It is a 2.5 hour drive from Jerusalem to Haifa. You can take the direct bus or drive yourself. You should rent a car if you want to explore the Galilee on your own on the days your DH is working. You do not need a car if you want to explore only Haifa and Akko (20 min by train) and you can take organised day tours to the Galilee.
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Jan 9th, 2012, 10:34 AM
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When you land at Ben Gurion airport, you have about a 10 minute walk in the airport to get to passport control. The lines are divided into Israeli citiznes and foreign citizens, Depending on how many flights are arriving and from where, the lines for foreign citizens can be long, and may take up to 30 minutes. If you have checked luggage, you could wait another 30 minutes or more to get your luggage. Customs is the eay part--there are 2 exits--red, if you have something to declare, and green if not. Most people walk right through the green section in about 30 seconds though they do spot check and could pull you aside to open luggage.

If you get a rental car, you have to go in an elevator to get to the parking lot where the shuttle vans are. That could take very little time or 15 minutes. The car rental offices and lots are about a 5-10 minute ride across the aiport, and how long you wait in the office depends on how many people are ahead of you, and issues with the contract,insurance etc.

All in all, it could take close to 2 hours from the time your plane lands until you are leaving by car. It could be less, but I would count on budgeting that into your schedule.

Israel does not shut down on the sabbath but the lack on public transportation and some amenities (restaurants, stores) will be very noticeable in some places like Jerusalem. Also, while many historical sites, and suburban stores etc do open on Saturday, they actually close early on Fridays, so you might be more challenged to find something to do and see then.
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Jan 9th, 2012, 12:18 PM
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OK, it looks like it's best to avoid Petra. Could you please suggest a good itinerary w/o Petra, and do take into account the Sabbath and weekend shutdown. Heard that Muslim places close on Fri, Jewish on Sat, Christian on Sun. Which places/sights to see so I can make good use of weekends?

Thanks!
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Jan 9th, 2012, 01:01 PM
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Anyone know of a compilation of what sights are closed at what days, so I could plan my itinerary optimally?

Rick Steve's travel guides are usually great at providing such listing, but don't know if he has a book on Israel.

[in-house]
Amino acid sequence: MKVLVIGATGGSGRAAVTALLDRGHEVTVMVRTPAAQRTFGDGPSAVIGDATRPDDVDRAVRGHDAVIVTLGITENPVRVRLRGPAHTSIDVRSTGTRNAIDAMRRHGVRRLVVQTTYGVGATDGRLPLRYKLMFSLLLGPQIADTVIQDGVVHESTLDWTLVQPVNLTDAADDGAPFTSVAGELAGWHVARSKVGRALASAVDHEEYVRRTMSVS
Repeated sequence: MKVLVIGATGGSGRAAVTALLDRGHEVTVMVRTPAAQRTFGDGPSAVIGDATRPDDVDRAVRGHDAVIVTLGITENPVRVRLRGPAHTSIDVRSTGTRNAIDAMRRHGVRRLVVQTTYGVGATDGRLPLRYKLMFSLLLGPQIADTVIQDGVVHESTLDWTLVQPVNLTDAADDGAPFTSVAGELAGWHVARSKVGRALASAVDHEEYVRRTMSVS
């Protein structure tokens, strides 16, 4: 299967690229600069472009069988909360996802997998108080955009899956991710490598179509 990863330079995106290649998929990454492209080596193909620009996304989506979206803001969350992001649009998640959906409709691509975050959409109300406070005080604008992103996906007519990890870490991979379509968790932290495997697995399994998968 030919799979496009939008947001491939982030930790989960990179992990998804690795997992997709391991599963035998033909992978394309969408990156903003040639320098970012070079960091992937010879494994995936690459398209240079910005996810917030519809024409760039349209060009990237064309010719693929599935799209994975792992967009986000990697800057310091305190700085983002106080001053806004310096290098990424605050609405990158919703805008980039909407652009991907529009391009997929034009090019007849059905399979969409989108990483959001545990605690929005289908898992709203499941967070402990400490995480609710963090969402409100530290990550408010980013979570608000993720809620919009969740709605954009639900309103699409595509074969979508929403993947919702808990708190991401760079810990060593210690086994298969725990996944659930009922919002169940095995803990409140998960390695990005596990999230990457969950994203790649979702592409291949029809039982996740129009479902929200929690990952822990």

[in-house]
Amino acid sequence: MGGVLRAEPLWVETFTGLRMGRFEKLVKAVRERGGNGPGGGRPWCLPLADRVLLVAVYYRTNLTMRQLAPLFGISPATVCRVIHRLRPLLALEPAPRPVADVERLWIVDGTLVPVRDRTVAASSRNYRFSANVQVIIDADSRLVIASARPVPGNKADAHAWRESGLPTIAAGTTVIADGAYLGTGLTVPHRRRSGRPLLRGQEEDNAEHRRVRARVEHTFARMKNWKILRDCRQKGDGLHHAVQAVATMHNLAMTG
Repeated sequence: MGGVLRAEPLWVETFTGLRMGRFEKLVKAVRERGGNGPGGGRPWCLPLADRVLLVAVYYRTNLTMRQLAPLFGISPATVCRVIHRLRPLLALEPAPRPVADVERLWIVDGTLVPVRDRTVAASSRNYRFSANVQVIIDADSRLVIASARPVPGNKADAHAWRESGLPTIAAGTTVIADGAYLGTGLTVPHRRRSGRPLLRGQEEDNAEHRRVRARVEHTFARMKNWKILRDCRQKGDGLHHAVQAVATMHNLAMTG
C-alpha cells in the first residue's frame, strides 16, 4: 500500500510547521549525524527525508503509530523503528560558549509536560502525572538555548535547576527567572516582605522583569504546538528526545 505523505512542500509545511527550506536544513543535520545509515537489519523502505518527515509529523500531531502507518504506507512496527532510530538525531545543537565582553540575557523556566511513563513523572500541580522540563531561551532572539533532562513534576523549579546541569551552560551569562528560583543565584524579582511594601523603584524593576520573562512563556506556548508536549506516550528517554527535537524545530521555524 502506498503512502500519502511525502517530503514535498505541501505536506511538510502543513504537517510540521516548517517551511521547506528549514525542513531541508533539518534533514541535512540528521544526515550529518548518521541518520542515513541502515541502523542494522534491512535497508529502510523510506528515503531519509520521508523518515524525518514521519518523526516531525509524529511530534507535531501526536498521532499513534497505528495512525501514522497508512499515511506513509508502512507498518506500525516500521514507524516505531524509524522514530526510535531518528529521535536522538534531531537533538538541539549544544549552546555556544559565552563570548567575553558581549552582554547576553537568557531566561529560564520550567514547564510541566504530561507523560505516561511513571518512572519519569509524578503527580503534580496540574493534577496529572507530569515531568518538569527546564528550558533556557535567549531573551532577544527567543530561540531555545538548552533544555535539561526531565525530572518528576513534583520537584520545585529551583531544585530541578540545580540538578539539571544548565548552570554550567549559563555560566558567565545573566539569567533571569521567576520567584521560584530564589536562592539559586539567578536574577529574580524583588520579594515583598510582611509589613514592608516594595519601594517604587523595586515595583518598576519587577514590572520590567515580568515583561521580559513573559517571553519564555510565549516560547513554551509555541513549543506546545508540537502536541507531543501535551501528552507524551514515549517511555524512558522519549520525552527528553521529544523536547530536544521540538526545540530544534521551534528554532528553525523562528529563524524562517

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Jan 9th, 2012, 01:28 PM
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I would rely on websites as any books--even Fodors--are likely to be out of date. Also, January/Feb is a slow tourist time in Israel so some sights may be open fewer hours.

Here's a good place to start
http://www.parks.org.il/BuildaGate5/...php?mc=378~All for national parks, including many historic sites. A word of warning that the English websites are not always updated as often as the Hebrew so call in advance when you can, or ask someone in your hotel to call or check the Hebrew website before you go out of your way!

All museums should have good websites, too. Which Muslim sites are you considering? Stores in the old city of Jerusalem or specific sites? Which Christian sites?
Here are some ideas from the official Israeli tourist office
http://www.goisrael.com/Tourism_Eng/...n%20Sites.aspx
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Jan 9th, 2012, 10:45 PM
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Here is another site that can help you plan your trip:
http://ilmuseums.com/

"Time-Out" Tel-Aviv magazine has good info and suggestions:
http://digital.timeout.co.il/activem.../israel_55.asp
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Jan 10th, 2012, 08:28 PM
  #18
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Thanks, all!

BTW, is it OK to drive in Israel? Say from Tel-Aviv or Jerusalem to the Dead Sea? How about from the Dead Sea to Galilee and then to Haifa?

Anything to watch out for?

Thanks
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Jan 10th, 2012, 10:08 PM
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The roads in Israel are modern and all signs are in English. Buy a good map when you arrive. All the major cities are connected by expressways. Driving in the cities can be confusing (as in all strange cities), particularly in Jerusalem because of the topography. There is no problem on any of the routes that you mention, but you should drive up the Jordan Valley (Dead Sea to Galilee) during daylight hours.

Israeli drivers are slightly more aggressive than their North American and European counterparts so defensive driving is the best strategy (as it should be in any unfamiliar location). If you search the forums you will see that that the overwhelming majority of comments from tourists that rented cars state how few problems they had on the roads.
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Jan 11th, 2012, 01:50 AM
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IN terms of guide books, Foders has a brand new 2011 out, so it shouldn't be too out of date!